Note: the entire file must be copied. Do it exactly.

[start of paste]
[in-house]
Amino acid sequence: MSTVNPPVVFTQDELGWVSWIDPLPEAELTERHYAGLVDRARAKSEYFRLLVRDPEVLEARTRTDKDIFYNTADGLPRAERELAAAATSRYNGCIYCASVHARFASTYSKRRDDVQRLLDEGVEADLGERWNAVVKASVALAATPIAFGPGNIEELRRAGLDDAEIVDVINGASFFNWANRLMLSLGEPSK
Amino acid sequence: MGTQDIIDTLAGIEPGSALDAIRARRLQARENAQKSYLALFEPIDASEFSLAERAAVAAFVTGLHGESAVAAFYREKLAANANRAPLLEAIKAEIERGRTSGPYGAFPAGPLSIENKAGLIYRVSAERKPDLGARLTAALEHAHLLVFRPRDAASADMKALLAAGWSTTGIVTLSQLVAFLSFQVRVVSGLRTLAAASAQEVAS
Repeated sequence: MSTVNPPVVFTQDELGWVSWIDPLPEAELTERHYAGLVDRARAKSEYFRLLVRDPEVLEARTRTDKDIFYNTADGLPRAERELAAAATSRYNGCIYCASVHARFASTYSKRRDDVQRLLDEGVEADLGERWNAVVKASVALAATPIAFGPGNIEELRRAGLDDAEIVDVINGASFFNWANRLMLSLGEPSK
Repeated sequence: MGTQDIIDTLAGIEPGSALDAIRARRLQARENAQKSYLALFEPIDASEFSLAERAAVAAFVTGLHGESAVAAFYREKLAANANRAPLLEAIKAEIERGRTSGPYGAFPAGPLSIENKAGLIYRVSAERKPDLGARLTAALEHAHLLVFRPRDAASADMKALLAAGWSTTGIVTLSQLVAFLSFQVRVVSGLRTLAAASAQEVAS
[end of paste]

[in-house]
Amino acid sequence: MSTVNPPVVFTQDELGWVSWIDPLPEAELTERHYAGLVDRARAKSEYFRLLVRDPEVLEARTRTDKDIFYNTADGLPRAERELAAAATSRYNGCIYCASVHARFASTYSKRRDDVQRLLDEGVEADLGERWNAVVKASVALAATPIAFGPGNIEELRRAGLDDAEIVDVINGASFFNWANRLMLSLGEPSK
Amino acid sequence: MGTQDIIDTLAGIEPGSALDAIRARRLQARENAQKSYLALFEPIDASEFSLAERAAVAAFVTGLHGESAVAAFYREKLAANANRAPLLEAIKAEIERGRTSGPYGAFPAGPLSIENKAGLIYRVSAERKPDLGARLTAALEHAHLLVFRPRDAASADMKALLAAGWSTTGIVTLSQLVAFLSFQVRVVSGLRTLAAASAQEVAS
Repeated sequence: MSTVNPPVVFTQDELGWVSWIDPLPEAELTERHYAGLVDRARAKSEYFRLLVRDPEVLEARTRTDKDIFYNTADGLPRAERELAAAATSRYNGCIYCASVHARFASTYSKRRDDVQRLLDEGVEADLGERWNAVVKASVALAATPIAFGPGNIEELRRAGLDDAEIVDVINGASFFNWANRLMLSLGEPSK
Repeated sequence: MGTQDIIDTLAGIEPGSALDAIRARRLQARENAQKSYLALFEPIDASEFSLAERAAVAAFVTGLHGESAVAAFYREKLAANANRAPLLEAIKAEIERGRTSGPYGAFPAGPLSIENKAGLIYRVSAERKPDLGARLTAALEHAHLLVFRPRDAASADMKALLAAGWSTTGIVTLSQLVAFLSFQVRVVSGLRTLAAASAQEVAS